Science and Technology Policy Reforms in China: A Critical Assessment
The Copenhagen Journal of Asian Studies
The last decade has been a period of stock-taking and new adventures for Chinese policies regarding science and technology. After the new leadership had established itself in the late 1970s, and it looked back on the achievements and the mistakes of previous years, there was a strong feeling of frustration with the fact that levels of technology in China continued to lag behind advanced countries. To inject vitality into what seemed to be a dormant, but potentially powerful, science and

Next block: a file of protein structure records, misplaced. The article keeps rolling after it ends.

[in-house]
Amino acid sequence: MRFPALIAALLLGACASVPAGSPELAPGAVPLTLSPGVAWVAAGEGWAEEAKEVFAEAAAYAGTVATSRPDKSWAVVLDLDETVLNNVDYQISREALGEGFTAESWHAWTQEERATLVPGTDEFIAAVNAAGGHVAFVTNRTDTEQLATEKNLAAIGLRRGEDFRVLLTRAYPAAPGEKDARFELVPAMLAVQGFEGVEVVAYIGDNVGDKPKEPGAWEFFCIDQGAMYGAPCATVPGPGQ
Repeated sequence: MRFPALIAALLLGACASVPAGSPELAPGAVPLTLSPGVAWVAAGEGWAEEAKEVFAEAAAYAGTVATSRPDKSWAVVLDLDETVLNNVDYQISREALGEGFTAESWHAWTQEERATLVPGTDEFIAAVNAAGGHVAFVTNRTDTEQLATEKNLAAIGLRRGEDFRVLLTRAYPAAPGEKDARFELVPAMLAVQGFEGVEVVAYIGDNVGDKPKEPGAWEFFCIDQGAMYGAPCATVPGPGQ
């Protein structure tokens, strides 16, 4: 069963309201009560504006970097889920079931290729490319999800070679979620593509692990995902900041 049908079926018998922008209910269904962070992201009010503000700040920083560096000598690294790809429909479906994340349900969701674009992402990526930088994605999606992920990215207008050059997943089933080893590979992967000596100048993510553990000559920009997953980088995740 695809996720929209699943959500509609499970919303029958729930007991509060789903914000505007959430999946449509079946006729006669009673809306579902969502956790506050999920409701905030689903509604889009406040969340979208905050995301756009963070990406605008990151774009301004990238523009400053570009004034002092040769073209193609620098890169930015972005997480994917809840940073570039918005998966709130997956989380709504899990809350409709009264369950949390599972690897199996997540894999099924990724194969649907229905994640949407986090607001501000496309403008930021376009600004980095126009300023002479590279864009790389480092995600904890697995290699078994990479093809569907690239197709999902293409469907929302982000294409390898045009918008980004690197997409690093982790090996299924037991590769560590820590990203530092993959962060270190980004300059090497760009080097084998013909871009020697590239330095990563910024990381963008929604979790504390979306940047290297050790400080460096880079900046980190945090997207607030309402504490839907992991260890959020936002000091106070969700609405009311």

... science and technology (S&T) system required reforms which, in many respects, were more radical than anything of the past. We have witnessed a process where the results of research appeared for sale on a market, where scientists became engaged as ))moonlightingcc consultants, and where private research units have become fashionable. At the same time, however, these reforms have provided fascinating insights into the structural barriers which exist for technological innovation in modern Chinese society. In many respects, the exposure of such barriers provides crucial clues to the formulation of better S&T policies in China. With this paper we hope to contribute to a critical assessment of the reforms. We are concerned with the political support of the S&T policy reforms. The S&T system established after 1949 on the basis of a Soviet model appears to have recovered quickly after the alledgedly shattering onslaughts of ideological anti-intellectualism during the Cultural Revolution. The scientists had barely drawn a sigh of relief before new, ))marketorientedc forces were let loose on them in the 1980s. The final years of the decade have brought about a stalemate between the push for commercialization and the resistence to change. Who were the main proponents of the noldtr system, and who were politically motivated to develop the new approaches? We shall provide a brief analysis of competing models in the politics of science and technology management which we hope will clarify these questions. Our main concern is, however, an attempt to gauge the actual impact of the reforms. We shall look at three areas where commercialization was Erik Baark and Liu Suying supposed to generate dynamism. First, the breaking the ))iron rice bowl(( of research funding was intended to achieve a more efficient and productive allocation of money. Secondly, people were to be relieved of the shackles of centrally managed assignment to permanent posts. With opportunities to move into new jobs scientists were expected to make full use of their talents. Thirdly, technology-based entrepreneurship was promoted as a new means of diffusion. The emergence of a large number of collectively owned or private high technology ventures in the vicinity of institutions of higher education and research raised many controversial issues of how far commercialization should go.